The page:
Nothing ruins a historical war fiction novel than....

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wodin
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Nothing ruins a historical war fiction novel than....

Post by wodin »

it's Aug 1941 on the East Front, and first Panthers are mentioned, and I thought give it the benefit, maybe a typo meant Panzers..but then Tigers mentioned next...oh hum...end of book there and then.

I hate bad research in historical war fiction..hate it..

Infact I can't get my head around this sort of thing...you go to all the effort to write a novel but seem to know nothing much about the subject matter..why bother?
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warspite1
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RE: Nothing ruins a historical war fiction novel than....

Post by warspite1 »

Yep, that's pretty irritating, although its worse when that happens and the book you've bought is supposed to be historical fact......[:(]

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War - What is it good for?
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demyansk
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RE: Nothing ruins a historical war fiction novel than....

Post by demyansk »

I agree, I only read non fiction and still find problems.
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RE: Nothing ruins a historical war fiction novel than....

Post by Orm »

ORIGINAL: wodin

it's Aug 1941 on the East Front, and first Panthers are mentioned, and I thought give it the benefit, maybe a typo meant Panzers..but then Tigers mentioned next...oh hum...end of book there and then.

I hate bad research in historical war fiction..hate it..

Infact I can't get my head around this sort of thing...you go to all the effort to write a novel but seem to know nothing much about the subject matter..why bother?
Hear, hear.
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Orm
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RE: Nothing ruins a historical war fiction novel than....

Post by Orm »

Perhaps you could name the author so I could avoid him?

Edit: Or have you posted a review to read on your site? Goes there to check.
Have a bit more patience with newbies. Of course some of them act dumb -- they're often students, for heaven's sake. - Terry Pratchett
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RE: Nothing ruins a historical war fiction novel than....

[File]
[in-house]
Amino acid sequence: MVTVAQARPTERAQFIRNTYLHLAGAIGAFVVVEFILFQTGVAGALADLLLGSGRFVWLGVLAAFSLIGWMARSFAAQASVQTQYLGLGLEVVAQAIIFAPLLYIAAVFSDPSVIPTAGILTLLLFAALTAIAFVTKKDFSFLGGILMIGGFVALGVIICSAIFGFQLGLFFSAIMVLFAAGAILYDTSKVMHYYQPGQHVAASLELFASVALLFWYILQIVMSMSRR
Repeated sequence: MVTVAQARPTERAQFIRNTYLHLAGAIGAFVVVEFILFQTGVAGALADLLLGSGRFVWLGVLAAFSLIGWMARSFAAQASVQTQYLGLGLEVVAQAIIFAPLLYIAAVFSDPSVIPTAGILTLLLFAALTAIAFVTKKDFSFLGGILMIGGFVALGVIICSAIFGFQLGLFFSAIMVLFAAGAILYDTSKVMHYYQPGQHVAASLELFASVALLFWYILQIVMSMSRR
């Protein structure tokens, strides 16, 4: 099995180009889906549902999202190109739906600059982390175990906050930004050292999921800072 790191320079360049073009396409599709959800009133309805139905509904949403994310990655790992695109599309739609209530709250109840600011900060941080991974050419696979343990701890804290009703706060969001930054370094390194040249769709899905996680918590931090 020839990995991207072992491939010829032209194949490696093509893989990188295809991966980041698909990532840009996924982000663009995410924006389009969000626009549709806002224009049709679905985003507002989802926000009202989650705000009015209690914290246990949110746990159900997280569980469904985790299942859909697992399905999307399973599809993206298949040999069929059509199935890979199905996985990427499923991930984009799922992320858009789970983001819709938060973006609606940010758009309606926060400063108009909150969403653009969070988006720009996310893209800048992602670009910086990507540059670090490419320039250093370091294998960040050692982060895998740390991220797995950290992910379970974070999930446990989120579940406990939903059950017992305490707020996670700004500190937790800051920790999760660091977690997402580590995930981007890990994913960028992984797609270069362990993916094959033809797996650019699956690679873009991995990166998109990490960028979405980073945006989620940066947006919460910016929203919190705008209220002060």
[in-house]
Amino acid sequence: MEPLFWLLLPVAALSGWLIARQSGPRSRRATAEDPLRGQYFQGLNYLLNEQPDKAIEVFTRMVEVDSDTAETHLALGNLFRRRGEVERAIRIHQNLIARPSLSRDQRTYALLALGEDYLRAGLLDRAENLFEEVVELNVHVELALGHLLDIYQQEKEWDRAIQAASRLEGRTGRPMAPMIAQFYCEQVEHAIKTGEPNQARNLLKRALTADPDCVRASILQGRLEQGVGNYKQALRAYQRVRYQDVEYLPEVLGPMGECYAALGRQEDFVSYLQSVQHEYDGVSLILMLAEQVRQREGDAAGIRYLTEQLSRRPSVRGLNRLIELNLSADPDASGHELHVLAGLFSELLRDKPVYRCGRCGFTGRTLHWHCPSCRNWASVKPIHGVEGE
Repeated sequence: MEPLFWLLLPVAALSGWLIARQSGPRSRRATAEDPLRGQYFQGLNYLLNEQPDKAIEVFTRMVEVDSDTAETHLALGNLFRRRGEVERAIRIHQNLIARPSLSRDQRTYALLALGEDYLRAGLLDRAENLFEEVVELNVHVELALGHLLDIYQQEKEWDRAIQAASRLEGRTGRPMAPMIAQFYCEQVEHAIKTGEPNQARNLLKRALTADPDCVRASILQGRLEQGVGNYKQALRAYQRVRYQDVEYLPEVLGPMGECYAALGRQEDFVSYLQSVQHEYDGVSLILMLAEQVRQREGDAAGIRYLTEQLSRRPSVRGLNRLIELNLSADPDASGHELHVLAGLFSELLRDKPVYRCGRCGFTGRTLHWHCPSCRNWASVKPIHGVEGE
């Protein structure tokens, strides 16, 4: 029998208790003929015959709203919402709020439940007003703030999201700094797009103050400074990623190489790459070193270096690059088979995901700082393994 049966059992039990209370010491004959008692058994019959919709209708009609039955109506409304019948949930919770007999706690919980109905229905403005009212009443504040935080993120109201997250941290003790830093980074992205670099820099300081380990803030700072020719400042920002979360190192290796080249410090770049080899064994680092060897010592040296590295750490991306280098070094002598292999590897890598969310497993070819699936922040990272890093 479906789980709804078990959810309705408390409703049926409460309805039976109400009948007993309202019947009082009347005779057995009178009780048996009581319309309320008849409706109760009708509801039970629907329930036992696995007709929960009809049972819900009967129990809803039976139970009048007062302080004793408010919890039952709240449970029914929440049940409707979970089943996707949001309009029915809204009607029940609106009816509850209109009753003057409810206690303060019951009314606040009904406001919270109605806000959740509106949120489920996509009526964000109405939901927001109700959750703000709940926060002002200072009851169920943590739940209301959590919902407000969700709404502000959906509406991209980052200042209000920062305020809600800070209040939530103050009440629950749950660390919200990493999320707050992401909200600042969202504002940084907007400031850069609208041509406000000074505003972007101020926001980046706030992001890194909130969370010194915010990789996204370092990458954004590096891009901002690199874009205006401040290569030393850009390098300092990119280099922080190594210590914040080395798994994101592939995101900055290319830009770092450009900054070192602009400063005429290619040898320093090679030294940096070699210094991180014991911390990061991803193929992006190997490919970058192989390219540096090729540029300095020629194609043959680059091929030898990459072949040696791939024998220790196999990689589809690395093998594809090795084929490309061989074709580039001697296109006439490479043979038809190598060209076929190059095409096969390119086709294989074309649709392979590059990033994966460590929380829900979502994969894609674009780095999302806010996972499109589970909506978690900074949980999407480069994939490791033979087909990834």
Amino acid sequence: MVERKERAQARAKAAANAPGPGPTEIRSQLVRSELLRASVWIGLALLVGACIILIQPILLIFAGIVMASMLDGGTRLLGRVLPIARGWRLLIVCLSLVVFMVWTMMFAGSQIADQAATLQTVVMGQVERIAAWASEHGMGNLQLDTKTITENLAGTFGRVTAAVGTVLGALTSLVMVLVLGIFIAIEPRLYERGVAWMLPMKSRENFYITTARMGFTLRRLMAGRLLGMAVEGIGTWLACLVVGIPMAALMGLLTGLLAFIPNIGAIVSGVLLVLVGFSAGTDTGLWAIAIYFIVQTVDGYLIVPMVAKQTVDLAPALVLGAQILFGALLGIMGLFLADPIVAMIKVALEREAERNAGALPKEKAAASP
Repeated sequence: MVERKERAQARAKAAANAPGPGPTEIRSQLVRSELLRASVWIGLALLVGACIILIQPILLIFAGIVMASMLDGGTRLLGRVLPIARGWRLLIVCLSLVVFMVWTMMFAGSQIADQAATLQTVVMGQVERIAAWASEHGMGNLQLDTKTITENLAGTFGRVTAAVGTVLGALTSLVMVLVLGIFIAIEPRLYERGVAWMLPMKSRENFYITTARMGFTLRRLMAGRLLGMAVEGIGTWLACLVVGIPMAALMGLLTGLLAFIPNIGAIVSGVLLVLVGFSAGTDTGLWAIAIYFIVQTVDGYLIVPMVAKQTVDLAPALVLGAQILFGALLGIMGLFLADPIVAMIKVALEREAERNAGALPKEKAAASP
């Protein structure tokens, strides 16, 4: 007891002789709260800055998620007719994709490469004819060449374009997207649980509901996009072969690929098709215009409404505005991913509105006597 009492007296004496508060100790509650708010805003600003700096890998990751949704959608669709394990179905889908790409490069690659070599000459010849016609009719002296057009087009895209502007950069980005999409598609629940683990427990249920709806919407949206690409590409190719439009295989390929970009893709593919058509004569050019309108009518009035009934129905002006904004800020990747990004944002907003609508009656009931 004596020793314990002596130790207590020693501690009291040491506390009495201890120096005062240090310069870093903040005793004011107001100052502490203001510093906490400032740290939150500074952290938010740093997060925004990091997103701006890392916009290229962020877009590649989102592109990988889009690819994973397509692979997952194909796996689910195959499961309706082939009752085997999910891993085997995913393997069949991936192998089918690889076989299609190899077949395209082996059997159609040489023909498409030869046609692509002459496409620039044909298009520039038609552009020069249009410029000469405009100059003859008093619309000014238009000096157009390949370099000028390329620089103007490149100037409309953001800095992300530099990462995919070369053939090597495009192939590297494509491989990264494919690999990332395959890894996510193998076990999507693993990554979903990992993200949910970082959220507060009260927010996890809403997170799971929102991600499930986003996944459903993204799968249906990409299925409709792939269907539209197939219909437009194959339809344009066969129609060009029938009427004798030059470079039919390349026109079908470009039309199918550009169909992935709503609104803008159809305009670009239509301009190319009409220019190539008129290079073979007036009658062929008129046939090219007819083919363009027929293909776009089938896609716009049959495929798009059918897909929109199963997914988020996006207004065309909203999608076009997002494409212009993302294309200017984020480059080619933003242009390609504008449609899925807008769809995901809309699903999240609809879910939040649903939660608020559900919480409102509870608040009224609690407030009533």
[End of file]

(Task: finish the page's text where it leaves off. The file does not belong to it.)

Post by Zorch »

ORIGINAL: demyansk

I agree, I only read non fiction and still find problems.
Perhaps you're living in an alternate reality?
Massattack
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RE: Nothing ruins a historical war fiction novel than....

Post by Massattack »

I totally agree. Verisimilitude in both historical fiction, and movies is so important. Nothing destroys the
drawing in of the reader/viewer so much as an aberration. What might appear a minor or unnoticed error to the uninformed
becomes rather more glaring to us history nuts! Wrong tanks in Battle of The Bulge, wrong aircraft in Japanese
colours in Tora Tora Tora, etc. I recently read an otherwise quite good historical fiction book which mentioned
one of it's lead characters reading the morning newspaper in March 1940, headlines "Another night of
heavy bombing over London"............
Kuokkanen
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RE: Nothing ruins a historical war fiction novel than....

Post by Kuokkanen »

Check this frak out from Sword Woman and Other Historical Adventures
Such men I had never seen. Like him I had slain, they were tall and massive with red or yellow hair and beards and fierce light eyes. But they were not clad in mail from head to foot like the Crusaders. They wore horned helmets and shirts of scale mail which came almost to their knees but left their throats and arms bare, and most of them wore no other armor at all.
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MrsWargamer
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RE: Nothing ruins a historical war fiction novel than....

Post by MrsWargamer »

Was reading a book on the Battle of the Bulge, I think written by an American author. Seemed ok, until the book has photos of Patton tanks.

Ruined it for me immediately. Credibility right in the garbage can.
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DeepBlack
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RE: Nothing ruins a historical war fiction novel than....

Post by DeepBlack »

If ignorance is bliss then knowledge is agony?
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RE: Nothing ruins a historical war fiction novel than....

Post by Platoonist »

ORIGINAL: wodin

it's Aug 1941 on the East Front, and first Panthers are mentioned, and I thought give it the benefit, maybe a typo meant Panzers..but then Tigers mentioned next...oh hum...end of book there and then.